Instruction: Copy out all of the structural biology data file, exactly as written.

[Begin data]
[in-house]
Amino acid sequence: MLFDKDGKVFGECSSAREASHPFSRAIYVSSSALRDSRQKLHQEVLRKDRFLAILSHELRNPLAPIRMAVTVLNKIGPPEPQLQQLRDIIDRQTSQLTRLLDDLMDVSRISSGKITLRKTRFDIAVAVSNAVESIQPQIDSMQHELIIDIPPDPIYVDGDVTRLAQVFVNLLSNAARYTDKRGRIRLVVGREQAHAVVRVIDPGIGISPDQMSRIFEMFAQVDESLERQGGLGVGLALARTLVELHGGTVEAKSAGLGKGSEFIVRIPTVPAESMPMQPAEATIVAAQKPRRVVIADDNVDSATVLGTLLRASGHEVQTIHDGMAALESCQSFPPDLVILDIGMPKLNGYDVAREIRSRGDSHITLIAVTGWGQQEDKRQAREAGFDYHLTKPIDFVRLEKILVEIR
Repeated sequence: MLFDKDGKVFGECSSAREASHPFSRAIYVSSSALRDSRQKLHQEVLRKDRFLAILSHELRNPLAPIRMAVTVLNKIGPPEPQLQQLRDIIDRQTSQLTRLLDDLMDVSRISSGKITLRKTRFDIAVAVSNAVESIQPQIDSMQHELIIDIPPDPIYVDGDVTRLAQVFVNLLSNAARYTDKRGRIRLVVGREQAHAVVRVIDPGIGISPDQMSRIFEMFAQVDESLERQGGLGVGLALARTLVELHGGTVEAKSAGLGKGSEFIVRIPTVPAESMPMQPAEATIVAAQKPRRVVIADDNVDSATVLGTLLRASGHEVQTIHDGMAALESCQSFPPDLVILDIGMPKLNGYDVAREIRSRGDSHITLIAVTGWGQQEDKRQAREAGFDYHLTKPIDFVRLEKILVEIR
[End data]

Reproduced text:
[in-house]
Amino acid sequence: MLFDKDGKVFGECSSAREASHPFSRAIYVSSSALRDSRQKLHQEVLRKDRFLAILSHELRNPLAPIRMAVTVLNKIGPPEPQLQQLRDIIDRQTSQLTRLLDDLMDVSRISSGKITLRKTRFDIAVAVSNAVESIQPQIDSMQHELIIDIPPDPIYVDGDVTRLAQVFVNLLSNAARYTDKRGRIRLVVGREQAHAVVRVIDPGIGISPDQMSRIFEMFAQVDESLERQGGLGVGLALARTLVELHGGTVEAKSAGLGKGSEFIVRIPTVPAESMPMQPAEATIVAAQKPRRVVIADDNVDSATVLGTLLRASGHEVQTIHDGMAALESCQSFPPDLVILDIGMPKLNGYDVAREIRSRGDSHITLIAVTGWGQQEDKRQAREAGFDYHLTKPIDFVRLEKILVEIR
Repeated sequence: MLFDKDGKVFGECSSAREASHPFSRAIYVSSSALRDSRQKLHQEVLRKDRFLAILSHELRNPLAPIRMAVTVLNKIGPPEPQLQQLRDIIDRQTSQLTRLLDDLMDVSRISSGKITLRKTRFDIAVAVSNAVESIQPQIDSMQHELIIDIPPDPIYVDGDVTRLAQVFVNLLSNAARYTDKRGRIRLVVGREQAHAVVRVIDPGIGISPDQMSRIFEMFAQVDESLERQGGLGVGLALARTLVELHGGTVEAKSAGLGKGSEFIVRIPTVPAESMPMQPAEATIVAAQKPRRVVIADDNVDSATVLGTLLRASGHEVQTIHDGMAALESCQSFPPDLVILDIGMPKLNGYDVAREIRSRGDSHITLIAVTGWGQQEDKRQAREAGFDYHLTKPIDFVRLEKILVEIR